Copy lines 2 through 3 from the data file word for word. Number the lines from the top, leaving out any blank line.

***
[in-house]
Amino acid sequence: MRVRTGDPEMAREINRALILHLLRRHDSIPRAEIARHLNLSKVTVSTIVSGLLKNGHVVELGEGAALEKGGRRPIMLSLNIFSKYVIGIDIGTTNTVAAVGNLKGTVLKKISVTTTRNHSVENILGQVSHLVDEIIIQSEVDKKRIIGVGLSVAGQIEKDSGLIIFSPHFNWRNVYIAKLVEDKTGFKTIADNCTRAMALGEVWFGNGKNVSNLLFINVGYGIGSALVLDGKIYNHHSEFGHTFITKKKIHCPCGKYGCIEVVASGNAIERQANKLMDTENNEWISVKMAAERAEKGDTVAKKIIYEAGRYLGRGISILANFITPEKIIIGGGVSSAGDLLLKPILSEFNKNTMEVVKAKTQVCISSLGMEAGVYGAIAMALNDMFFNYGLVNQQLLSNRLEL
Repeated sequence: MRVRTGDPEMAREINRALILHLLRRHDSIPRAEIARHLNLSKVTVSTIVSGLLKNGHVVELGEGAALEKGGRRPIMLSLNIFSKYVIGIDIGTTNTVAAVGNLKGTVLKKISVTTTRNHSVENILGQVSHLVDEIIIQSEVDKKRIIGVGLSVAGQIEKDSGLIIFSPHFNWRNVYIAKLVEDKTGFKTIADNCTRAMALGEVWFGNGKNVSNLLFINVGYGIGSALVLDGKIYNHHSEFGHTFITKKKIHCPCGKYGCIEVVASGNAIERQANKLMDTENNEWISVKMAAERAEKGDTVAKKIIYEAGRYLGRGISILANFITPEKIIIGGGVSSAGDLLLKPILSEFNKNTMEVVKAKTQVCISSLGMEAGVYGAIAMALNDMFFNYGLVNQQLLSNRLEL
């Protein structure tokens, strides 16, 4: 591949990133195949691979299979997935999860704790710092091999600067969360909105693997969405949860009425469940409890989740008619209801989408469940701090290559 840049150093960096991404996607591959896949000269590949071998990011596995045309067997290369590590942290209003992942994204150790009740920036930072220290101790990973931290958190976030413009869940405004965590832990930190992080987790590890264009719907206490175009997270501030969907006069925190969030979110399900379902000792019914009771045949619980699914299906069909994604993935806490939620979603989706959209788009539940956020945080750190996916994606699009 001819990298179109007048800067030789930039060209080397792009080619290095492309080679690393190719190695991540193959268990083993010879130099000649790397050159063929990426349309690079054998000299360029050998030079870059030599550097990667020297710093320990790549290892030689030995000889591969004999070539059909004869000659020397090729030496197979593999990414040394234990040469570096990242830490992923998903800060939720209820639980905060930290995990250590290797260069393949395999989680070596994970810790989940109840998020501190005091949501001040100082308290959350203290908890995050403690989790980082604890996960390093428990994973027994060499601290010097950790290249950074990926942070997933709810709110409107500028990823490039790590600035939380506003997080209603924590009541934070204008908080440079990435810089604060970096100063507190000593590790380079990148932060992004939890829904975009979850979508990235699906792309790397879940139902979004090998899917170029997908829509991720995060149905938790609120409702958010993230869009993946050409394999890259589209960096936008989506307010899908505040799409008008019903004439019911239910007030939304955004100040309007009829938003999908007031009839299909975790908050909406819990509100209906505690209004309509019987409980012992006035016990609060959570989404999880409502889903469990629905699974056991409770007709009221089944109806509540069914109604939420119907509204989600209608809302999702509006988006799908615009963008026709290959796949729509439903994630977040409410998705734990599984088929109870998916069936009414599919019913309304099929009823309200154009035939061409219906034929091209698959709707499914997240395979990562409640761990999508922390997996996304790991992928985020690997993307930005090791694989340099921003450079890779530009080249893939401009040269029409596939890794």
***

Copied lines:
Amino acid sequence: MRVRTGDPEMAREINRALILHLLRRHDSIPRAEIARHLNLSKVTVSTIVSGLLKNGHVVELGEGAALEKGGRRPIMLSLNIFSKYVIGIDIGTTNTVAAVGNLKGTVLKKISVTTTRNHSVENILGQVSHLVDEIIIQSEVDKKRIIGVGLSVAGQIEKDSGLIIFSPHFNWRNVYIAKLVEDKTGFKTIADNCTRAMALGEVWFGNGKNVSNLLFINVGYGIGSALVLDGKIYNHHSEFGHTFITKKKIHCPCGKYGCIEVVASGNAIERQANKLMDTENNEWISVKMAAERAEKGDTVAKKIIYEAGRYLGRGISILANFITPEKIIIGGGVSSAGDLLLKPILSEFNKNTMEVVKAKTQVCISSLGMEAGVYGAIAMALNDMFFNYGLVNQQLLSNRLEL
Repeated sequence: MRVRTGDPEMAREINRALILHLLRRHDSIPRAEIARHLNLSKVTVSTIVSGLLKNGHVVELGEGAALEKGGRRPIMLSLNIFSKYVIGIDIGTTNTVAAVGNLKGTVLKKISVTTTRNHSVENILGQVSHLVDEIIIQSEVDKKRIIGVGLSVAGQIEKDSGLIIFSPHFNWRNVYIAKLVEDKTGFKTIADNCTRAMALGEVWFGNGKNVSNLLFINVGYGIGSALVLDGKIYNHHSEFGHTFITKKKIHCPCGKYGCIEVVASGNAIERQANKLMDTENNEWISVKMAAERAEKGDTVAKKIIYEAGRYLGRGISILANFITPEKIIIGGGVSSAGDLLLKPILSEFNKNTMEVVKAKTQVCISSLGMEAGVYGAIAMALNDMFFNYGLVNQQLLSNRLEL